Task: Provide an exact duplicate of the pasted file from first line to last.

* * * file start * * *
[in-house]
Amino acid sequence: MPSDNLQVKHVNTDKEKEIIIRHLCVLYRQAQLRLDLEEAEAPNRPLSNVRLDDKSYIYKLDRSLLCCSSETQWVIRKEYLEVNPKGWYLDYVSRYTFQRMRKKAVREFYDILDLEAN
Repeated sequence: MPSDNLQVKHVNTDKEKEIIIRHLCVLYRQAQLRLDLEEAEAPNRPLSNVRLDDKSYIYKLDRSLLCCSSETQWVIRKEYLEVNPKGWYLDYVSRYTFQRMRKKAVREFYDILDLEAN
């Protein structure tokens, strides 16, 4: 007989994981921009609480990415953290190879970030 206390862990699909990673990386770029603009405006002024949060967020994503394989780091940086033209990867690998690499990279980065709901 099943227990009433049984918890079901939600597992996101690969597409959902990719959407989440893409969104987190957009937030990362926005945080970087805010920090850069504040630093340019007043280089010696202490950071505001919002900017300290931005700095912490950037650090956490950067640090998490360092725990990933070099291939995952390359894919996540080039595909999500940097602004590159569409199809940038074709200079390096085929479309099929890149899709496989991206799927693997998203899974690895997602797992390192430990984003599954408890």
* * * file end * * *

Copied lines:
[in-house]
Amino acid sequence: MPSDNLQVKHVNTDKEKEIIIRHLCVLYRQAQLRLDLEEAEAPNRPLSNVRLDDKSYIYKLDRSLLCCSSETQWVIRKEYLEVNPKGWYLDYVSRYTFQRMRKKAVREFYDILDLEAN
Repeated sequence: MPSDNLQVKHVNTDKEKEIIIRHLCVLYRQAQLRLDLEEAEAPNRPLSNVRLDDKSYIYKLDRSLLCCSSETQWVIRKEYLEVNPKGWYLDYVSRYTFQRMRKKAVREFYDILDLEAN
């Protein structure tokens, strides 16, 4: 007989994981921009609480990415953290190879970030 206390862990699909990673990386770029603009405006002024949060967020994503394989780091940086033209990867690998690499990279980065709901 099943227990009433049984918890079901939600597992996101690969597409959902990719959407989440893409969104987190957009937030990362926005945080970087805010920090850069504040630093340019007043280089010696202490950071505001919002900017300290931005700095912490950037650090956490950067640090998490360092725990990933070099291939995952390359894919996540080039595909999500940097602004590159569409199809940038074709200079390096085929479309099929890149899709496989991206799927693997998203899974690895997602797992390192430990984003599954408890």